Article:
- 1 Here are five interesting things that happened this month.
- 1.1 Criminal Cartels Making Headlines
- 1.2 A Tale of Two Covert Investigations
- 1.3 Proper particularisation of charges
- 1.4 Some wins for ASIC, but its “new regulatory approaches” disappoint
- 1.5 Regulation All-Sorts
Here are five interesting things that happened this month.
Criminal Cartels Making Headlines
Timing couldn’t be much worse for ASIC, but big sis ACCC has shown it up again, this time charging ANZ, Citigroup and Deutshe Bank (and a number of associated individuals) with criminal cartel charges. Rather unusually, ACCC announced its intention to file charges prior to completion of its investigation. As with its previous cartel prosecutions, the ACCC has filed these charges in NSW.
In other competition news, the Full Federal Court has increased the civil penalty for Yazaki Corporation, from $9.5M to $46M; squarely within the range put by the regulator at the original hearing as what was required for deterrent impact. The main reason for the huge increase was the Full Court’s broader interpretation of “annual turnover” for the purposes of quantifying the maximum civil penalty available. Allens have a useful explainer. In other proceedings, the Full Federal Court rejected ACCC’s argument that Pfizer used its market power for an anti-competitive purpose. (But it wasn’t all good news for Pfizer this month: over in the US it “agreed to pay $23.85 million to resolve claims that it used a foundation as a conduit to pay the copays of Medicare patients taking three Pfizer drugs, in violation of the False Claims Act”.)
A Tale of Two Covert Investigations
An important judgment was published this month by the Federal Court, concerning the application of s138 Evidence Act 2008 (Vic)(discretion to exclude illegally or improperly-obtained evidence) to evidence gathered in the course of a covert regulatory investigation. It’s important because covert investigations are frequently used by some regulators, and considered an essential tool for efficient and reliable fact-finding, yet there’s little judicial commentary on its propriety in a civil litigation context.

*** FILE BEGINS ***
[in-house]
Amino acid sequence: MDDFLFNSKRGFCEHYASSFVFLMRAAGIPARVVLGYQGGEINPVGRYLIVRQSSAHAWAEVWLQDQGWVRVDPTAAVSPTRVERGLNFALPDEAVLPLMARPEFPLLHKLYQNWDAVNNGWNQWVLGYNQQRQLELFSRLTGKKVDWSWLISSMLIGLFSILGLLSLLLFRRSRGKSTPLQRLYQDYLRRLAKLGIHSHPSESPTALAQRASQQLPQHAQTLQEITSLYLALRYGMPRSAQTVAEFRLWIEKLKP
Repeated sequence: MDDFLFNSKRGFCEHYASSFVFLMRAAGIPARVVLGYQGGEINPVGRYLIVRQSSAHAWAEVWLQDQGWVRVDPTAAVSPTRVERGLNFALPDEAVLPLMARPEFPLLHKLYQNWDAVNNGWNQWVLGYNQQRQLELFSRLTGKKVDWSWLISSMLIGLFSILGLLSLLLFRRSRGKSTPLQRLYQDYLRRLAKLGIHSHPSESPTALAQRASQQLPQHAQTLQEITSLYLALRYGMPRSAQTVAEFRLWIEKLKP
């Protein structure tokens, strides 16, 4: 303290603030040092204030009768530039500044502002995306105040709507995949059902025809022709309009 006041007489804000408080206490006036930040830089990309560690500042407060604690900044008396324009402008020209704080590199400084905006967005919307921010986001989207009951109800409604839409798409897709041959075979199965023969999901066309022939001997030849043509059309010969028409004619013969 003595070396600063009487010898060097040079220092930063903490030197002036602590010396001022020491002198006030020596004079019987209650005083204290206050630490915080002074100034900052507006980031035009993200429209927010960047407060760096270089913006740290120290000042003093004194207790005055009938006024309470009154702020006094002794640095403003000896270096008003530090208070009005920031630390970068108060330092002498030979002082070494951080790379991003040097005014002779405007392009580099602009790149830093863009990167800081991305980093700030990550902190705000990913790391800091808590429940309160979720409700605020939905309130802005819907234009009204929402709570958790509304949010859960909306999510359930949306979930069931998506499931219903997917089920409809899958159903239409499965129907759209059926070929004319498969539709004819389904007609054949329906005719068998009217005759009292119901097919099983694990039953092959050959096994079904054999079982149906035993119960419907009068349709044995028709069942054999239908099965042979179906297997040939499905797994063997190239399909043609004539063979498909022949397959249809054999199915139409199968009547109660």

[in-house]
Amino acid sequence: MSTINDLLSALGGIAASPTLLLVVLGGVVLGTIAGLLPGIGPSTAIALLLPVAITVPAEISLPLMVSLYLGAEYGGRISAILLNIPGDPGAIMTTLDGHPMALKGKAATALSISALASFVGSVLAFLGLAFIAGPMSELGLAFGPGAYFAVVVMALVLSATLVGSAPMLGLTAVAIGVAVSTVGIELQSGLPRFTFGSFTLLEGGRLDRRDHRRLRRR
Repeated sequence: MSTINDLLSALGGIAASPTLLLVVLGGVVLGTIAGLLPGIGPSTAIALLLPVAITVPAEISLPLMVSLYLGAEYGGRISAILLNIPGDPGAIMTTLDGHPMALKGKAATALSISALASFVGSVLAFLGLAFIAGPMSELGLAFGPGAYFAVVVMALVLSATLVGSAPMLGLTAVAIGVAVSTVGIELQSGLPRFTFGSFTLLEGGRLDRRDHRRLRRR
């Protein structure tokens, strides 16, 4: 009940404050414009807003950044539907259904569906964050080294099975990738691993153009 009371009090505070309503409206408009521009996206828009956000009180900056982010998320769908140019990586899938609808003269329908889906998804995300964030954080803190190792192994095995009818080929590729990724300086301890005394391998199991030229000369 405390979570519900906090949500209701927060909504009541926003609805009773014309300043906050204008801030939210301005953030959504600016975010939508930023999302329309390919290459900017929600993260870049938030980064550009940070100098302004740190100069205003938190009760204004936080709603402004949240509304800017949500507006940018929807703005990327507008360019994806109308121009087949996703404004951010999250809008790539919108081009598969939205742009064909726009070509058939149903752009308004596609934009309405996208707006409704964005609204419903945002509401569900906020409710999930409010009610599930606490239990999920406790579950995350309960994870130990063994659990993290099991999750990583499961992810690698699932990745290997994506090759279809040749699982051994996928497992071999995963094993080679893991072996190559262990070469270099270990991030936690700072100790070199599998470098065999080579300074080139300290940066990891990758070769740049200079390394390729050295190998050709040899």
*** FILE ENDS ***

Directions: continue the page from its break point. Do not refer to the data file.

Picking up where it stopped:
In 2016, the Federal Court (Moshinsky J) was satisfied that conduct by investigators of Consumer Affairs Victoria when conducting ‘undercover’ investigation of The Good Guys was both lawful and proper. (By way of disclosure: I had some limited involvement in this aspect of The Good Guys case: all my comments here are based on the published judgment only.) In that case, investigators attended retail stores with digital recorders and secretly recorded the conversations they had with floor staff. They made false representations and conveyed a false impression to each salesperson about their interest in purchasing a television, and thereafter asked questions about the warranties associated with such a purchase. The court was satisfied that the conduct was: a) lawful; b) not improper under s138(2)(b) (making a false statement in the course of questioning knowing the statement was likely to cause an admission); and (c) not improper within the more general meaning in s138(1)(a). The Court said:
“the CAV inspectors gave the salesperson a mere opportunity to engage in misleading and deceptive conduct …there is no causal relationship between, on the one hand, the false statements about being interested in purchasing a television and, on the other hand, the way in which the salesperson answered the questions concerning extended warranties … Although in several instances, the questions asked by the CAV inspectors concerning the position after 12 months were leading questions, it was open to the salesperson to reject the proposition that the CAV inspector was putting. Further… the conduct of the CAV inspectors did not involve a degree of harassment or manipulation which was clearly inconsistent with minimum standards of acceptable conduct for such officers.”
This month’s ruling in ACCC v Apple Pty Ltd (No 3)  FCA 617 had quite a different outcome. The Federal Court determined that part of the ACCC’s conduct was improper, under both s138(2)(b), and also, for broader policy reasons and independently of the s138(2)(b) finding, improper under s138(1)(a).
The impugned conduct in the Apple case was telephone calls made by an ACCC investigator to various Apple employees.
“In each call, the ACCC caller told the Apple Australia representative(s) responding to the call that: (A) the screen of the iPhone had been replaced by someone other than Apple Australia or an Apple-Authorised Service Provider; and (B) a fault had later developed with the speaker component of the iPhone.”
According to the Court, this was achieved by an ACCC investigator